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J Alexander Kueng sentenced to 36 months for violating George Floyd’s civil rights

J Alexander Kueng sentenced to 36 months for violating George Floyd’s civil rights
J Alexander Kueng and Tou Thao are the last of the four officers involved in George Floyd’s death to be sentenced on federal civil rights charges

Former Minneapolis police officer J Alexander Kueng has been sentenced to 36 months in federal prison for violating George Floyd’s civil rights after he failed to provide him with medical aid and failed to stop Derek Chauvin when he murdered the Black man back on Memorial Day 2020.

US District Judge Paul Magnuson handed down a 3-year sentence on each of the two counts on Wednesday morning, with Kueng told he will serve them concurrently in a federal facility in either Duluth, Minnesota, or in Yankton, South Dakota.

The judge told Kueng – who had been on the job just days before Floyd’s fatal arrest over a $20 counterfeit bill – that he should have intervened that day but said he deserved leniency as someone who was raised in a difficult neighbourhood and wanted to become a “peaceful, helpful member of your community”.

Kueng will also serve two years under supervision on his release. He was told to surrender to US Marshals on 4 October.

Kueng’s fellow officer Tou Thao is due to be sentenced on the same charges immediately after, making him the last of all four officers involved in Floyd’s death to learn of his fate in federal court.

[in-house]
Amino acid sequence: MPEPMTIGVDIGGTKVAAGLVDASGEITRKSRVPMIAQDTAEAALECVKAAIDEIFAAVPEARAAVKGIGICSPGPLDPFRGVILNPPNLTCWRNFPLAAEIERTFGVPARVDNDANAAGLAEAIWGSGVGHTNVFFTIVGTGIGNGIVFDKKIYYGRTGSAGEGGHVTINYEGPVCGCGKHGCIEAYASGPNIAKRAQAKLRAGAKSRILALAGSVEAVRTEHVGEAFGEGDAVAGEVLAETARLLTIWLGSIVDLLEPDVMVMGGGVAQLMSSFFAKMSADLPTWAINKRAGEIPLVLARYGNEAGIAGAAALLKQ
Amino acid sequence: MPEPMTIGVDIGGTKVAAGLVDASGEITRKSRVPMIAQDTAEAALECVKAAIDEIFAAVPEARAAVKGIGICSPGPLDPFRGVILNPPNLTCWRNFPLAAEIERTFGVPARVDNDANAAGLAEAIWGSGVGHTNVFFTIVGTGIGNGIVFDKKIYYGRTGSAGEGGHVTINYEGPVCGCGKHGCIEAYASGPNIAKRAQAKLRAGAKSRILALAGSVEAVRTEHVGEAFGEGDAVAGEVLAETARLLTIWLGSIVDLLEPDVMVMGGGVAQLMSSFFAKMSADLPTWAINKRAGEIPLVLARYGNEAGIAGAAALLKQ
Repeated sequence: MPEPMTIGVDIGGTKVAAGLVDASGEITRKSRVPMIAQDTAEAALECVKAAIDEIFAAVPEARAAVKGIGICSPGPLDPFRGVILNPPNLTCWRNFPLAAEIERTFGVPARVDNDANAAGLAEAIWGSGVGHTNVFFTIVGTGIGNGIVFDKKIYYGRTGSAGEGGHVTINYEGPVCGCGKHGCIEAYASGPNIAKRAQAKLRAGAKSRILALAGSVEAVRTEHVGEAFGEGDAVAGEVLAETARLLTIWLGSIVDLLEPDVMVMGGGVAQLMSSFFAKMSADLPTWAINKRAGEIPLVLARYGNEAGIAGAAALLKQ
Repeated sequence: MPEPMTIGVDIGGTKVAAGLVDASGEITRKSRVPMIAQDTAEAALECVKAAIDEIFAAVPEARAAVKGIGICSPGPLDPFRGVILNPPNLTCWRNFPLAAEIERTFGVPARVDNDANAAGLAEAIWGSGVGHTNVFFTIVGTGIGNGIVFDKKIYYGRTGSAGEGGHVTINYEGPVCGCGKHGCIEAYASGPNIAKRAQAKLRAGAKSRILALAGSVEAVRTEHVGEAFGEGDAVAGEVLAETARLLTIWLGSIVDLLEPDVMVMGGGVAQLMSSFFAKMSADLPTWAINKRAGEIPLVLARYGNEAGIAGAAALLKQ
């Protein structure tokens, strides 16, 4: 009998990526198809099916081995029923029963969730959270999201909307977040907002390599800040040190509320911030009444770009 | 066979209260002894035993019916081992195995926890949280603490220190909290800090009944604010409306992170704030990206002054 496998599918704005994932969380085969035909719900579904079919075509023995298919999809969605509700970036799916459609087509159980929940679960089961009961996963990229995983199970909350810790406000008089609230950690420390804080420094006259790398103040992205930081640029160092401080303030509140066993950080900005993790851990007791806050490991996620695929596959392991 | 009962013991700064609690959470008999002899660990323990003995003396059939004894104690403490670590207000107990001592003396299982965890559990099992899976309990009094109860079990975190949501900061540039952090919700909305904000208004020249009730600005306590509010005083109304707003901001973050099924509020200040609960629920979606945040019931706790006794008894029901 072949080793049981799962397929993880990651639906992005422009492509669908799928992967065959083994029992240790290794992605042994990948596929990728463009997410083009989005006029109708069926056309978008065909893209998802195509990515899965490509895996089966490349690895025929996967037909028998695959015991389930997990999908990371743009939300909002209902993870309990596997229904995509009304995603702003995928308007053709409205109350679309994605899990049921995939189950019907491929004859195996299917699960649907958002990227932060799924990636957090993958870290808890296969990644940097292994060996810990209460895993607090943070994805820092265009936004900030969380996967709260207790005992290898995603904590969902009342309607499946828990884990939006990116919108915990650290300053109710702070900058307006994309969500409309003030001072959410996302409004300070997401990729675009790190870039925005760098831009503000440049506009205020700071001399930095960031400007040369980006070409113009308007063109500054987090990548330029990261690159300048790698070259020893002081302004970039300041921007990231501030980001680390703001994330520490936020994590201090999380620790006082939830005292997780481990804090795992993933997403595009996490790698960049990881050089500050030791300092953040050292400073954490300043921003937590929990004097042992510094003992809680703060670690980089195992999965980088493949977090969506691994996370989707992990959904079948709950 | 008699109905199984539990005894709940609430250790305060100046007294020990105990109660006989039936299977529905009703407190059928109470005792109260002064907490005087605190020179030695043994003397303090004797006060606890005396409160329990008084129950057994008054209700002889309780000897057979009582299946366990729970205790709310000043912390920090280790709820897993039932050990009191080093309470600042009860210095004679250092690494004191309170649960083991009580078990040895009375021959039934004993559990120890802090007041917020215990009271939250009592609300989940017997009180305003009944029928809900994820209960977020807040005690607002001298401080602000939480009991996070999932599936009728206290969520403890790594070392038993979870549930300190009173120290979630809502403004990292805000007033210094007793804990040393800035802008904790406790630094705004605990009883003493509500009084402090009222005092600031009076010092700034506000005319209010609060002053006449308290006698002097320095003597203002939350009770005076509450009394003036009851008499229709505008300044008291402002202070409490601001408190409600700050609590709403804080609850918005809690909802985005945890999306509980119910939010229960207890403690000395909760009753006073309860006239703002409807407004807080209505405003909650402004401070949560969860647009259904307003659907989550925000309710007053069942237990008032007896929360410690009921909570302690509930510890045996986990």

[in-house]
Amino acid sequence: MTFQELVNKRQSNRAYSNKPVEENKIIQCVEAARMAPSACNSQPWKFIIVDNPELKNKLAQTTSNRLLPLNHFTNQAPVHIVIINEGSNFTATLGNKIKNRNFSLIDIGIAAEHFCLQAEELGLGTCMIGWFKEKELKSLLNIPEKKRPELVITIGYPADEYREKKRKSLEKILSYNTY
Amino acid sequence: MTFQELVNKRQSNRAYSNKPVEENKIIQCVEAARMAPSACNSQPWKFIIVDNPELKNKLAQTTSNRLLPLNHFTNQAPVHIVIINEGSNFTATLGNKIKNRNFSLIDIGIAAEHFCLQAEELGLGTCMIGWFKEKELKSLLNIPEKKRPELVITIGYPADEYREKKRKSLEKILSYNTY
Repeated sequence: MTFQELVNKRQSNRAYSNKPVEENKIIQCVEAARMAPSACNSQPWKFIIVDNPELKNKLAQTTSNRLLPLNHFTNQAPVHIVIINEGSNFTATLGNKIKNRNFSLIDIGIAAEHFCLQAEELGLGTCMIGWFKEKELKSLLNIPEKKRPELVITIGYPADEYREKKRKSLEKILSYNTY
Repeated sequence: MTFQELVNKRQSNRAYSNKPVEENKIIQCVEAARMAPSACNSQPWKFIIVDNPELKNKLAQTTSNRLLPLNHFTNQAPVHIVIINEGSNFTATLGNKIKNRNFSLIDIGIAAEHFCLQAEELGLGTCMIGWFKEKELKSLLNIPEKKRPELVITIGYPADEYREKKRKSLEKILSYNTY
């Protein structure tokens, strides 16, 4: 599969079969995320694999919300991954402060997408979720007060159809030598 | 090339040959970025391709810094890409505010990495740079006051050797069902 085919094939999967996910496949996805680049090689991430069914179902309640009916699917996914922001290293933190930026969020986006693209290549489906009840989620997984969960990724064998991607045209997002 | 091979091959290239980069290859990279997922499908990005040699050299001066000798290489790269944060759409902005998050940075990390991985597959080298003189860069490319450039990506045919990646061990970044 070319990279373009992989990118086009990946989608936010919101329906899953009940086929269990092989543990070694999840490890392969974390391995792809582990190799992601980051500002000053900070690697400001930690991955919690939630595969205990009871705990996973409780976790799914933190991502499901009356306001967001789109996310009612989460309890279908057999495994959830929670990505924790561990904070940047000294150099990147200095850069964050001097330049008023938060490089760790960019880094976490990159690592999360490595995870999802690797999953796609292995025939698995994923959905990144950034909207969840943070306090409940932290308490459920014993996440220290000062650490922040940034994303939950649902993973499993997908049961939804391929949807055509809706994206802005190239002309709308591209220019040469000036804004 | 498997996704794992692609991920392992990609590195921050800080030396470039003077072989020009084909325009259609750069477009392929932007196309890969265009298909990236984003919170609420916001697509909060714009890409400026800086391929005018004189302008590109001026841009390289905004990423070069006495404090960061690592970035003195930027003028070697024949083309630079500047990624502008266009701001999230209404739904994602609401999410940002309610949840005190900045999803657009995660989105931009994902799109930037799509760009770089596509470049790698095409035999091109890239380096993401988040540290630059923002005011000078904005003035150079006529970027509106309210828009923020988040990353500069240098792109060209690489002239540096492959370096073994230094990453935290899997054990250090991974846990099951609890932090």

Last week, their fellow officer Thomas Lane was sentenced to 2.5 years on one charge of federal civil rights violations – a sentence that Floyd’s brother Philonise Floyd slammed as “insulting”. Convicted murderer Chauvin received a sentence of 21 years earlier this month after pleading guilty, avoiding going to trial in exchange for being moved from a high-security state prison to a safer, comfier federal facility.

Prosecutors asked the judge to sentence Kueng and Thao to less than Chauvin but “substantially” more than Lane – after Judge Magnuson said that Lane played a “minimal role” in Floyd’s fatal arrest and called the shamed officer a person of “outstanding character” at his sentencing.

Thao’s attorney asked the judge to sentence him to two years while the request from Kueng’s attorney was unclear as it was sealed.

Prior to the sentencing, Floyd’s second cousin addressed the court, condemning the sentences given to Lane and Chauvin and urging the judge to give Kueng and Thao the harshest possible sentence.

Floyd’s girlfriend Courteney Ross also delivered a victim impact statement where she called the 46-year-old the “love of my life” and addressed Kueng directly about his part in his killing.

She told the officer that he failed in his actions that day and called on him to “stand for something” on his release from prison.

Kueng declined to make a statement to the court.

Judge Magnuson had been expected to go easy on the two officers after he sided with them over their sentencing guidelines last week.